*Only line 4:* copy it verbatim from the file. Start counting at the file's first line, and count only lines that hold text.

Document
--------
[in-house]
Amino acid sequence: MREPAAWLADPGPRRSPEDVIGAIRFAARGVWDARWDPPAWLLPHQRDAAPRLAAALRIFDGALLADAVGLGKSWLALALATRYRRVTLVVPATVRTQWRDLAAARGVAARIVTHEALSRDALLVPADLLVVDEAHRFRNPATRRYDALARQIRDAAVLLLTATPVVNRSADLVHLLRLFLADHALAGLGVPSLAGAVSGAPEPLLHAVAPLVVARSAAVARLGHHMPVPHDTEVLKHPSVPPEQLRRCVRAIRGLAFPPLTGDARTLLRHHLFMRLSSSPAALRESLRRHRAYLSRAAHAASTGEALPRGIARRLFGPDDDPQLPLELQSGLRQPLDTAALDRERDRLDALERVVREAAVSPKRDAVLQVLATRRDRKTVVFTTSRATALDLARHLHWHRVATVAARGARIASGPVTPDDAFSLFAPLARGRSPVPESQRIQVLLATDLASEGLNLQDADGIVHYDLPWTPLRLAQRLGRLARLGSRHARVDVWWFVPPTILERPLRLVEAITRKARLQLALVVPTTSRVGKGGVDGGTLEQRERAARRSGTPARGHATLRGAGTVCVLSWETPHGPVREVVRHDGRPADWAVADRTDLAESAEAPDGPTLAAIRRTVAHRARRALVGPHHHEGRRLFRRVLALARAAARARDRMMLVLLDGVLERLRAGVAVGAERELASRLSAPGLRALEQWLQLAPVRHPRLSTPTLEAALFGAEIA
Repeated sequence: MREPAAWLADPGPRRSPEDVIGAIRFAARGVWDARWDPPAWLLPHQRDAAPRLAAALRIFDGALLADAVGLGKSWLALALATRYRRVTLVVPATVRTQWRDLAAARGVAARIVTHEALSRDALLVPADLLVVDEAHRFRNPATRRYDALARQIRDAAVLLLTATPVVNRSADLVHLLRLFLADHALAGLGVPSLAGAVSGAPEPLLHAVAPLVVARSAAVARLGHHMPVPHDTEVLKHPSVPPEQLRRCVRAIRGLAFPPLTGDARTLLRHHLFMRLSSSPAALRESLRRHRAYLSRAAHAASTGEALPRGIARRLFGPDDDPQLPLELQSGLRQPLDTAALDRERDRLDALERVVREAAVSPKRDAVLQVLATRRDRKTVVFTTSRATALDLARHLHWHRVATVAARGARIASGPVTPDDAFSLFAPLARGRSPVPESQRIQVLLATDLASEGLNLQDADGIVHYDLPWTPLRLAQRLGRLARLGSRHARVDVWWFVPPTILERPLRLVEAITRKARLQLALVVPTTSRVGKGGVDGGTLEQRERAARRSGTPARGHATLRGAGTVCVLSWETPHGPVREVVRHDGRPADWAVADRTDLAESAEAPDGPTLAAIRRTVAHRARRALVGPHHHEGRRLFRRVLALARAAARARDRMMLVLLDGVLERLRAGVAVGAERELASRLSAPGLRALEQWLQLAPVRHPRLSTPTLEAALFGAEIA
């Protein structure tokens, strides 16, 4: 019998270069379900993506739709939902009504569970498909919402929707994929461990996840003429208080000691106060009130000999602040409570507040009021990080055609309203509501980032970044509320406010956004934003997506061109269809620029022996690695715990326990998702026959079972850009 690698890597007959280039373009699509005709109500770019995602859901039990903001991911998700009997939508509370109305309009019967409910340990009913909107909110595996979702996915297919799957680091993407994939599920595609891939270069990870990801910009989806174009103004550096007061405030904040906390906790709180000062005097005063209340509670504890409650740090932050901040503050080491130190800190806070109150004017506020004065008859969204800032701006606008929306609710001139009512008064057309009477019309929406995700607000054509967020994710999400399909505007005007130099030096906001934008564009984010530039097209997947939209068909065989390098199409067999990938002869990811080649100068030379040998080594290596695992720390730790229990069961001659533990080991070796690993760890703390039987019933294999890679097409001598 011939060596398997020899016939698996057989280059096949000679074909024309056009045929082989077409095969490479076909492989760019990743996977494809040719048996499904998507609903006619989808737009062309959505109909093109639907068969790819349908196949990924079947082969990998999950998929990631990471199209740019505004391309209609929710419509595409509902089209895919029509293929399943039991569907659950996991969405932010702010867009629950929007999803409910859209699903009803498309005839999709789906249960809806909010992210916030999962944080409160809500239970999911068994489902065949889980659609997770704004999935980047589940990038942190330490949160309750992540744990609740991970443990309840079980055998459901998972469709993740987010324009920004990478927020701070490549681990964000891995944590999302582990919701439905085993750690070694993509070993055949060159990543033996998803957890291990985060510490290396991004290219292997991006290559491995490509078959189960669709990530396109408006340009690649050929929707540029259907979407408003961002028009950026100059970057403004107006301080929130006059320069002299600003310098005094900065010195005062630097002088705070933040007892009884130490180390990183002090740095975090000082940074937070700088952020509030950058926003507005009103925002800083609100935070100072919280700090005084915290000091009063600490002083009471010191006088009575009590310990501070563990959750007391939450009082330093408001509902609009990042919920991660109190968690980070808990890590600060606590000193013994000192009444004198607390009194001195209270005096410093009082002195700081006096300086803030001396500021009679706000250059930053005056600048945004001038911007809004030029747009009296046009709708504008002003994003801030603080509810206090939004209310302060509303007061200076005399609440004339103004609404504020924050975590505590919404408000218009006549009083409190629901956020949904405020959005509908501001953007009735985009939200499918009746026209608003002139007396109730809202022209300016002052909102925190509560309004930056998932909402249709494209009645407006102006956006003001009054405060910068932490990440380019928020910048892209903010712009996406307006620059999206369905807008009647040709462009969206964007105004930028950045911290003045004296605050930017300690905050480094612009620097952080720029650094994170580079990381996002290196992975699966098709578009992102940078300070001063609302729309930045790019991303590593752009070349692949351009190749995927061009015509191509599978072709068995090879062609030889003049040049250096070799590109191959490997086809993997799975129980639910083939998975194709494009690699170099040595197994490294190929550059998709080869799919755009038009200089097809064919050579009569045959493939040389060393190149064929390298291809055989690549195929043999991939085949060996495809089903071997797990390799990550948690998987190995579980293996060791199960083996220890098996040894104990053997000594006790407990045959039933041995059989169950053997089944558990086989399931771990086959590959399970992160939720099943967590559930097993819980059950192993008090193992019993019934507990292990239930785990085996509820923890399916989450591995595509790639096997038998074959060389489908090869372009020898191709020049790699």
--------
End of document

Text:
């Protein structure tokens, strides 16, 4: 019998270069379900993506739709939902009504569970498909919402929707994929461990996840003429208080000691106060009130000999602040409570507040009021990080055609309203509501980032970044509320406010956004934003997506061109269809620029022996690695715990326990998702026959079972850009 690698890597007959280039373009699509005709109500770019995602859901039990903001991911998700009997939508509370109305309009019967409910340990009913909107909110595996979702996915297919799957680091993407994939599920595609891939270069990870990801910009989806174009103004550096007061405030904040906390906790709180000062005097005063209340509670504890409650740090932050901040503050080491130190800190806070109150004017506020004065008859969204800032701006606008929306609710001139009512008064057309009477019309929406995700607000054509967020994710999400399909505007005007130099030096906001934008564009984010530039097209997947939209068909065989390098199409067999990938002869990811080649100068030379040998080594290596695992720390730790229990069961001659533990080991070796690993760890703390039987019933294999890679097409001598 011939060596398997020899016939698996057989280059096949000679074909024309056009045929082989077409095969490479076909492989760019990743996977494809040719048996499904998507609903006619989808737009062309959505109909093109639907068969790819349908196949990924079947082969990998999950998929990631990471199209740019505004391309209609929710419509595409509902089209895919029509293929399943039991569907659950996991969405932010702010867009629950929007999803409910859209699903009803498309005839999709789906249960809806909010992210916030999962944080409160809500239970999911068994489902065949889980659609997770704004999935980047589940990038942190330490949160309750992540744990609740991970443990309840079980055998459901998972469709993740987010324009920004990478927020701070490549681990964000891995944590999302582990919701439905085993750690070694993509070993055949060159990543033996998803957890291990985060510490290396991004290219292997991006290559491995490509078959189960669709990530396109408006340009690649050929929707540029259907979407408003961002028009950026100059970057403004107006301080929130006059320069002299600003310098005094900065010195005062630097002088705070933040007892009884130490180390990183002090740095975090000082940074937070700088952020509030950058926003507005009103925002800083609100935070100072919280700090005084915290000091009063600490002083009471010191006088009575009590310990501070563990959750007391939450009082330093408001509902609009990042919920991660109190968690980070808990890590600060606590000193013994000192009444004198607390009194001195209270005096410093009082002195700081006096300086803030001396500021009679706000250059930053005056600048945004001038911007809004030029747009009296046009709708504008002003994003801030603080509810206090939004209310302060509303007061200076005399609440004339103004609404504020924050975590505590919404408000218009006549009083409190629901956020949904405020959005509908501001953007009735985009939200499918009746026209608003002139007396109730809202022209300016002052909102925190509560309004930056998932909402249709494209009645407006102006956006003001009054405060910068932490990440380019928020910048892209903010712009996406307006620059999206369905807008009647040709462009969206964007105004930028950045911290003045004296605050930017300690905050480094612009620097952080720029650094994170580079990381996002290196992975699966098709578009992102940078300070001063609302729309930045790019991303590593752009070349692949351009190749995927061009015509191509599978072709068995090879062609030889003049040049250096070799590109191959490997086809993997799975129980639910083939998975194709494009690699170099040595197994490294190929550059998709080869799919755009038009200089097809064919050579009569045959493939040389060393190149064929390298291809055989690549195929043999991939085949060996495809089903071997797990390799990550948690998987190995579980293996060791199960083996220890098996040894104990053997000594006790407990045959039933041995059989169950053997089944558990086989399931771990086959590959399970992160939720099943967590559930097993819980059950192993008090193992019993019934507990292990239930785990085996509820923890399916989450591995595509790639096997038998074959060389489908090869372009020898191709020049790699």